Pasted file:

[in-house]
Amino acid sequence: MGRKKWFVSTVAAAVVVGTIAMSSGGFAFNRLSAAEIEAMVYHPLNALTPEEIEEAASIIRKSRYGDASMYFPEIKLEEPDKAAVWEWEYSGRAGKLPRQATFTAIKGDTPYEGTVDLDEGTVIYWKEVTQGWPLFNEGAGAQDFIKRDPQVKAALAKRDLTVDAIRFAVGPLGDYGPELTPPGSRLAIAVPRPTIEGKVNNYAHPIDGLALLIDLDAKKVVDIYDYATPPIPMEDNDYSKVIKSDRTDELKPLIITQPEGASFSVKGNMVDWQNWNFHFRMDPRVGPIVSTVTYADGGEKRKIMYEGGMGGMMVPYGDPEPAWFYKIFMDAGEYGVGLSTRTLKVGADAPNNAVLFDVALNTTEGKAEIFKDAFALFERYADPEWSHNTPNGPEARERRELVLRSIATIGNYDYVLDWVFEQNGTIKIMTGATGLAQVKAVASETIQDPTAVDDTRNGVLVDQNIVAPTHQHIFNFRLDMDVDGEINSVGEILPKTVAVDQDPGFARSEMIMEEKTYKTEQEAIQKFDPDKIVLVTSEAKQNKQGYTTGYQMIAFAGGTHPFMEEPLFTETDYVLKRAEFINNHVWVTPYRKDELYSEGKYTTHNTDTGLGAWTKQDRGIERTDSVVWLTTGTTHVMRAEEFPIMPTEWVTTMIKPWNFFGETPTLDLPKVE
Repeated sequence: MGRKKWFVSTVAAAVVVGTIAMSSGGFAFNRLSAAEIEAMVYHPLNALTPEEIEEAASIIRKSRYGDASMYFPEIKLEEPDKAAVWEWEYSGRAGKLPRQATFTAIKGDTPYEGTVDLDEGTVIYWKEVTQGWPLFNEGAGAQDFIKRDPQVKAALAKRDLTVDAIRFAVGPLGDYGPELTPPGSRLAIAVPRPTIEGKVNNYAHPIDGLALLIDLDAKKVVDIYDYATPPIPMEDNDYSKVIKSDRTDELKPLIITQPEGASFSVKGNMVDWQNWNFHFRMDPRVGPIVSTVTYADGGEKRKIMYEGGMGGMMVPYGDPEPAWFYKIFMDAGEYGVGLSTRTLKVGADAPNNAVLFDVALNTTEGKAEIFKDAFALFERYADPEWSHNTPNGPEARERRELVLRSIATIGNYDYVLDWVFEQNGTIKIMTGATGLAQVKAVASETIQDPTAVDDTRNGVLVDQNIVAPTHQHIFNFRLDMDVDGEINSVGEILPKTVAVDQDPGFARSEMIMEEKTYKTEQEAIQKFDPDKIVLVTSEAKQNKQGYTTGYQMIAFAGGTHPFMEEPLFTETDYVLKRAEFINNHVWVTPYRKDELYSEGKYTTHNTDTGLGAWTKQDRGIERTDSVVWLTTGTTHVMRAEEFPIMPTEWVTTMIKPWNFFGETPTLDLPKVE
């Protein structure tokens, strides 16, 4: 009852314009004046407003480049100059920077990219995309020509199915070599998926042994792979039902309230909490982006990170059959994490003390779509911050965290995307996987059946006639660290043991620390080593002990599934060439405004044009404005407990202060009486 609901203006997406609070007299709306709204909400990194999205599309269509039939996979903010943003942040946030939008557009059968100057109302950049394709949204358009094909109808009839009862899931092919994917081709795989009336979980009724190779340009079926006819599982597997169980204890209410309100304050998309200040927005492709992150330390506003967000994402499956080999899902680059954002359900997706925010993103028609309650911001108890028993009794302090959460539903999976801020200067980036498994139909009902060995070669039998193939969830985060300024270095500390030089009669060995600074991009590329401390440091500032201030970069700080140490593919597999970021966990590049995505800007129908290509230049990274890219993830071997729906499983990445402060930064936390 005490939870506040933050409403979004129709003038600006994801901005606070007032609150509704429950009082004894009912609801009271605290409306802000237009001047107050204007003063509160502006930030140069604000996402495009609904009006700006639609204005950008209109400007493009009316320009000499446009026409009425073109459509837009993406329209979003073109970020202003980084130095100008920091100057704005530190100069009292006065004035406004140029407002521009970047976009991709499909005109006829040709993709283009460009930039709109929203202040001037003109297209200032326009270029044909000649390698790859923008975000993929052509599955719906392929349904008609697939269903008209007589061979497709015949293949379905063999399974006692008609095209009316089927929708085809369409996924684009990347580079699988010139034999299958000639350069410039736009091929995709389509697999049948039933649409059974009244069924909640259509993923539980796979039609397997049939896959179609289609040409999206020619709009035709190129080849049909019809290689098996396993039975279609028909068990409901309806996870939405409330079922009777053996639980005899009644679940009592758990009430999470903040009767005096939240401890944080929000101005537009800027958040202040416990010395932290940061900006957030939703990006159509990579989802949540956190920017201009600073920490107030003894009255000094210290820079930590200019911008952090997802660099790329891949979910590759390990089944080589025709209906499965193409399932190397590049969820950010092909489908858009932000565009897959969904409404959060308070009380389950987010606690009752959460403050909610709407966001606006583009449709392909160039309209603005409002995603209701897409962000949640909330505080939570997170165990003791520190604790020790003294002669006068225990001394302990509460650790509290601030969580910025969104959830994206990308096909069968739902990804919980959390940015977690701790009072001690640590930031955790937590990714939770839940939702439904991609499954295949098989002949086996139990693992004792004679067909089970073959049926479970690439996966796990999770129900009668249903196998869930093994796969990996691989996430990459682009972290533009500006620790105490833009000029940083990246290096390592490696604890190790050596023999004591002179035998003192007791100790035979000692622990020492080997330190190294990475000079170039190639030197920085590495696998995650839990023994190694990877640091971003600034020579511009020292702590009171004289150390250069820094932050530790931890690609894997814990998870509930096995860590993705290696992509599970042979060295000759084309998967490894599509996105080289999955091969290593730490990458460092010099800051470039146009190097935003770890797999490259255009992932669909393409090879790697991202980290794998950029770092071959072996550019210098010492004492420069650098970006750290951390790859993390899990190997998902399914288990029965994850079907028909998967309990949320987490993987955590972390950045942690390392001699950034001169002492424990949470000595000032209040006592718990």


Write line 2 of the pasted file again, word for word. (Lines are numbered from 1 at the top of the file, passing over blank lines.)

Amino acid sequence: MGRKKWFVSTVAAAVVVGTIAMSSGGFAFNRLSAAEIEAMVYHPLNALTPEEIEEAASIIRKSRYGDASMYFPEIKLEEPDKAAVWEWEYSGRAGKLPRQATFTAIKGDTPYEGTVDLDEGTVIYWKEVTQGWPLFNEGAGAQDFIKRDPQVKAALAKRDLTVDAIRFAVGPLGDYGPELTPPGSRLAIAVPRPTIEGKVNNYAHPIDGLALLIDLDAKKVVDIYDYATPPIPMEDNDYSKVIKSDRTDELKPLIITQPEGASFSVKGNMVDWQNWNFHFRMDPRVGPIVSTVTYADGGEKRKIMYEGGMGGMMVPYGDPEPAWFYKIFMDAGEYGVGLSTRTLKVGADAPNNAVLFDVALNTTEGKAEIFKDAFALFERYADPEWSHNTPNGPEARERRELVLRSIATIGNYDYVLDWVFEQNGTIKIMTGATGLAQVKAVASETIQDPTAVDDTRNGVLVDQNIVAPTHQHIFNFRLDMDVDGEINSVGEILPKTVAVDQDPGFARSEMIMEEKTYKTEQEAIQKFDPDKIVLVTSEAKQNKQGYTTGYQMIAFAGGTHPFMEEPLFTETDYVLKRAEFINNHVWVTPYRKDELYSEGKYTTHNTDTGLGAWTKQDRGIERTDSVVWLTTGTTHVMRAEEFPIMPTEWVTTMIKPWNFFGETPTLDLPKVE